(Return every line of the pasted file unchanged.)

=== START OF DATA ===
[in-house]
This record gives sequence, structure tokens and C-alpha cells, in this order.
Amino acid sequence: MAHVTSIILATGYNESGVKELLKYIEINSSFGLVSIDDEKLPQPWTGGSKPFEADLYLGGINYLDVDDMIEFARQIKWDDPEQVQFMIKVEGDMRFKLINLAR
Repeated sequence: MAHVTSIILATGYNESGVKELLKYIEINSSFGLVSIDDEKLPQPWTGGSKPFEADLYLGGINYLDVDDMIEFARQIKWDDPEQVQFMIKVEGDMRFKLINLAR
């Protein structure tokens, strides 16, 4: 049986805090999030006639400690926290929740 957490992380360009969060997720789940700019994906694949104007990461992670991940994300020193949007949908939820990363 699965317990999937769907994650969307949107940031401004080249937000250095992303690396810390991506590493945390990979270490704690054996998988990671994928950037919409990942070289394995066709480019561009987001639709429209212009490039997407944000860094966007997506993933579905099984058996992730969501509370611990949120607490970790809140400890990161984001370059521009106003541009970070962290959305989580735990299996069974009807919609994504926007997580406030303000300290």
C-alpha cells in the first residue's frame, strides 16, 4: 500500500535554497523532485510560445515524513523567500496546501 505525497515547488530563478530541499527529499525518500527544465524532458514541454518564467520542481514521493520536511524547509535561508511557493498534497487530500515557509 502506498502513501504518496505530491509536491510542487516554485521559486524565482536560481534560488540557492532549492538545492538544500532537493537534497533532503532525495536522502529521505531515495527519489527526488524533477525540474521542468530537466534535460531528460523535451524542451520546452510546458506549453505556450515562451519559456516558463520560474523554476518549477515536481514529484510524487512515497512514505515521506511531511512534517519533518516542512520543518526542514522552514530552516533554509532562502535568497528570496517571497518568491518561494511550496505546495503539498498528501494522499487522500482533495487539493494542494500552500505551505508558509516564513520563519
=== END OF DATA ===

[in-house]
This record gives sequence, structure tokens and C-alpha cells, in this order.
Amino acid sequence: MAHVTSIILATGYNESGVKELLKYIEINSSFGLVSIDDEKLPQPWTGGSKPFEADLYLGGINYLDVDDMIEFARQIKWDDPEQVQFMIKVEGDMRFKLINLAR
Repeated sequence: MAHVTSIILATGYNESGVKELLKYIEINSSFGLVSIDDEKLPQPWTGGSKPFEADLYLGGINYLDVDDMIEFARQIKWDDPEQVQFMIKVEGDMRFKLINLAR
């Protein structure tokens, strides 16, 4: 049986805090999030006639400690926290929740 957490992380360009969060997720789940700019994906694949104007990461992670991940994300020193949007949908939820990363 699965317990999937769907994650969307949107940031401004080249937000250095992303690396810390991506590493945390990979270490704690054996998988990671994928950037919409990942070289394995066709480019561009987001639709429209212009490039997407944000860094966007997506993933579905099984058996992730969501509370611990949120607490970790809140400890990161984001370059521009106003541009970070962290959305989580735990299996069974009807919609994504926007997580406030303000300290």
C-alpha cells in the first residue's frame, strides 16, 4: 500500500535554497523532485510560445515524513523567500496546501 505525497515547488530563478530541499527529499525518500527544465524532458514541454518564467520542481514521493520536511524547509535561508511557493498534497487530500515557509 502506498502513501504518496505530491509536491510542487516554485521559486524565482536560481534560488540557492532549492538545492538544500532537493537534497533532503532525495536522502529521505531515495527519489527526488524533477525540474521542468530537466534535460531528460523535451524542451520546452510546458506549453505556450515562451519559456516558463520560474523554476518549477515536481514529484510524487512515497512514505515521506511531511512534517519533518516542512520543518526542514522552514530552516533554509532562502535568497528570496517571497518568491518561494511550496505546495503539498498528501494522499487522500482533495487539493494542494500552500505551505508558509516564513520563519